tbe ring and knocks him out. For two
or three years Mr. Murphy has hern
troubled wiiu an affliction which literally
puts bim to sleep. He managed to put in
an average of liftrui hours a day in bed
for more than a vear. Now be Is himself
svatn. tireless and sleepbss or as be
Wits it iu bis delightful prairie Vernac
ular, "as round and buoyant as a rubber
ball able to fall off the ro ,f of a house
without hurting tbe house."
21-J J Ueiuiers it , to Christ Dan
lelaf.n. part lots 10 and It, blm k .1 South
rark. U. I., tUMi.
S K W Field, by master, to David
fsars. part lot 7, assessors' plat, llto 2
1, 'Jw, ii::ii :i.
David .s,.ars to E W Hurst, part lot ?.
assess-.r t plat, ivjn, i W(
S:i- Estate of Dv,,l T Snider. Emma
Hm-Vr examined under oath as to pos
session and ownership f property
claimed by estate in answer lis citation,
t-xamin.tion concluded and said Emma
oder dincharged. Examination of
Jlary lork continued
Estate of Matilda Hilbring. Inven
lory, appraisement bill and specific al
lowance to minor children filed and ap
There is a man In licrlln township.
Ohio, that bat never been tick a dsy. and
does not kDOW .hml fc co(1 in ytt he
Would never allow himself to be without
a bottle of Dr. Hull' Cough Sjrup. "for
o mm knoweth what the morrow may
Kara Coal Bark.i.
Orate and egg. 7.5i; .tTe. No. 4 and
nut.ft.,jperton. screened and deliv
ered; 25 cents per ton discount allowed
if paid w.tbin ten days. Cannel coal
for grates, Iff rter ton. Now it the time
to buy. Blacksmiths' coal, coke and
charcoal on hand. E. O. Frazkr.
The population of Japan Is last under
Coal Vam.kt. Dec 23.
There Is ball billed for New Year's
Mise Clara Hasa Is borne to tee her
Thomas McMichael la borne, having
been absent a couple of months.
There will be a Christmas tree at tbe
P. M. church on Christmas eve.
Communion was administered on Sab
bath at the rresbytenan church. ' Several
names were added to membership.
1 be case of Dr. Martin and A. Fred
erlcson. of Molina, for damages, was aet
tied before trial satisfactorily to both
Mrs James Wllshire died on tbe 14th.
She had been ailing for a number of
year, most of the time bedfsst. She
waa about seventy-five years of age, a
native of Ireland and had resided here
over twenty years. She bas a son by a
former marriage, who Is in Neb. She
was buried on the let lis in tbe cemetery
from the P. M. church. Rev. Smith ofH
Mr. Wm. Adams a few evenings ago,
it being very dark, drove his horse and
eart In the new channel rut by the K-. I.
A P. II. H , miKsing tbe bridge. The
ditch Is eight feel deep and horse, cart
and driver all went In. Tbe horse
climbed the otber side of tbe ditch, took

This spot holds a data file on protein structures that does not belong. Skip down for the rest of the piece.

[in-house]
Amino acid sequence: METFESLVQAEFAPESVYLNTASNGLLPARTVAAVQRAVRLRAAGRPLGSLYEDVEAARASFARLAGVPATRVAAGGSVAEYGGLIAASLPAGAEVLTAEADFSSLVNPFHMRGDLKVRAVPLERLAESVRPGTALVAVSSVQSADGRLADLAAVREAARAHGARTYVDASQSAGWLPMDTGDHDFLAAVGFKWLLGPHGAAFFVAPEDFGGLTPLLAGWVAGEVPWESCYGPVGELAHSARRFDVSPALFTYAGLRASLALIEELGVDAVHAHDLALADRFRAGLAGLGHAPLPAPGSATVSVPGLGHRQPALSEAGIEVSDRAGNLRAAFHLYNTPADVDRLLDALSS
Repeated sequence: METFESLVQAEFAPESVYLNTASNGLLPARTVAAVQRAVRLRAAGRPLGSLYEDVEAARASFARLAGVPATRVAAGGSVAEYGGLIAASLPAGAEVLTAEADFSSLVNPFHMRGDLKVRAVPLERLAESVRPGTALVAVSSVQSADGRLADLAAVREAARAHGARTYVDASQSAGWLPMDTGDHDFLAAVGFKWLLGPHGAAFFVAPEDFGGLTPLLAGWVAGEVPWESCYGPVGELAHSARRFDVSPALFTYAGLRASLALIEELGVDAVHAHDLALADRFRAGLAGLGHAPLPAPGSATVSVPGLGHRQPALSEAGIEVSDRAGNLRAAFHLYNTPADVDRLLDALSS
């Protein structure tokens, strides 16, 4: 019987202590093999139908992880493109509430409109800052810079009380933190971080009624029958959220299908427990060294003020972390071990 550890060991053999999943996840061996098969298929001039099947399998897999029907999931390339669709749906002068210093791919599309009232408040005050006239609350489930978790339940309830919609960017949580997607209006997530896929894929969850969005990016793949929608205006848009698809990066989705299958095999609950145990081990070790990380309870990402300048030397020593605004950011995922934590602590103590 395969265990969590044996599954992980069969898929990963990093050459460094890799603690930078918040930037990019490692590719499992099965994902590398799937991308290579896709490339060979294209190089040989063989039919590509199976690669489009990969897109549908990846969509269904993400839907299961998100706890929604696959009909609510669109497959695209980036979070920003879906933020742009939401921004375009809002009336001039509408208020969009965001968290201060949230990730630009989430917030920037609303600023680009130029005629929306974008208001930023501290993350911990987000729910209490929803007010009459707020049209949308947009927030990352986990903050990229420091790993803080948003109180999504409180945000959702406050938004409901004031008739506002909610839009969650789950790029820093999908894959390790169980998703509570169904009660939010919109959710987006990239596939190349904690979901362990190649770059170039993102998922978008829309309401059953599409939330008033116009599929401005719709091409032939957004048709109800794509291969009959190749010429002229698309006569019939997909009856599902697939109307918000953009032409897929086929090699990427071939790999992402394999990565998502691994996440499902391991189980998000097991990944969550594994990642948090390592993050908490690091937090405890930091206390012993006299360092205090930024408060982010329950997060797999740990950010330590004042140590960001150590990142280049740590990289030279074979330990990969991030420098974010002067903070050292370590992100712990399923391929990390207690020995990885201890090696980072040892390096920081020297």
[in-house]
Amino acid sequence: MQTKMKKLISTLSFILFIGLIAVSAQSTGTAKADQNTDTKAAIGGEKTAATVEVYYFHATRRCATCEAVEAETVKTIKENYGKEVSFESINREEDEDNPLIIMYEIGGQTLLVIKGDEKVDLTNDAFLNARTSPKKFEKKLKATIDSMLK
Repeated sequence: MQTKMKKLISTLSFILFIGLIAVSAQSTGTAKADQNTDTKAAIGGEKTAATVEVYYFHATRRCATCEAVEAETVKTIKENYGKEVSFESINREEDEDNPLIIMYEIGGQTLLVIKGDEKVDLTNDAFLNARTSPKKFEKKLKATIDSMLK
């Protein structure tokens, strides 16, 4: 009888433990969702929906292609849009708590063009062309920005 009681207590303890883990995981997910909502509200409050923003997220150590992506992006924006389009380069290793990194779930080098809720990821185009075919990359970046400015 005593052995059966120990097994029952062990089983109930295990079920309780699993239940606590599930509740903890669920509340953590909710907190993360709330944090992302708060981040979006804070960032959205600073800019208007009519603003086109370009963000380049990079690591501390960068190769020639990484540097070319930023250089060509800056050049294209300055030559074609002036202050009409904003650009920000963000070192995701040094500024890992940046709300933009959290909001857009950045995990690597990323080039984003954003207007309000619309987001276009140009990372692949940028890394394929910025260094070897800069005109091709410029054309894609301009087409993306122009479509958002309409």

tbe cart up and freed Itself. Neither
horse or cart was Injured. Mr. A. was
thrown out when it entered the dilch.
but was not Injured at all. The horse
was caught not far from tbe scene of the
Tbe umisI ImprntUou obtaining concerning
rreoler U that they are all of them pwaMsl
of dark ami swarthy complexion, hair black
a ths raven's wing ami eyes of "ebon dark
ness." A New lie Wiins acquaintance says
that many hate lily white complexions, gold
en locks and "eyes of heaven's own blue."
Tbe Creole girl is utiitlly rrlinxd and dainty,
sensitive and sympathetic, light beorte-t and
sunny tenisred. Site is usually brought up
quietly, and she Iscoutentto remain at home
Of course, the majority of Creole fcirls are
dark they ars nut brow n maidens. Denver
tall Straw brrlra.
Are fall strawberries a noveltyf By no
mean IV e have produced tbein nearly
every fall if special prr-sti-ation is made. To
get them the soil is kept loose anil moist, and
the plants must be mulched after the first
crop e taken oft. Tbe at-aaon bas been a very
favorable one for llitnr growth cool and
Dioiid. The l-rry has barn as line as the early
crop and tha flavor as good. In a hot, dry
season few second crop strawherrtfla can b
grown. Indeed, cool and moist weather Is
terter for most fruits snd melons. Interview
m Hi. Jeis (ilouw-Dwnocrat.
arlons Aerldeat n the Rail.
AtrsivrH, Mass., late. 24. A piece of tim
ber tros-hng from a fn-iglit train raked
the side t,f w sNMinjr. ttpma train on the
Roaton and Maine railroad b:re ycsprday,
brenkin every wiudow and mi-li. rovitriug
tin" pssmusri w Ith nlf and splinters. The
cars were tilled with isiM-ner. Fifteen or
twenty l'r-ns were slightly cut or brui-ssb
Walhey Made a f atal MIm.
Salt I.akb Crrr, Cub, Iter. '.'I At
North Point Sunday Charlns (lilman qnar
rle,l with Jfsepb Walkey, a slm-p herder,
for l,tting sheep trespasa on Oilman's land.
Walkey Hred at Oilman and nnsw-d, where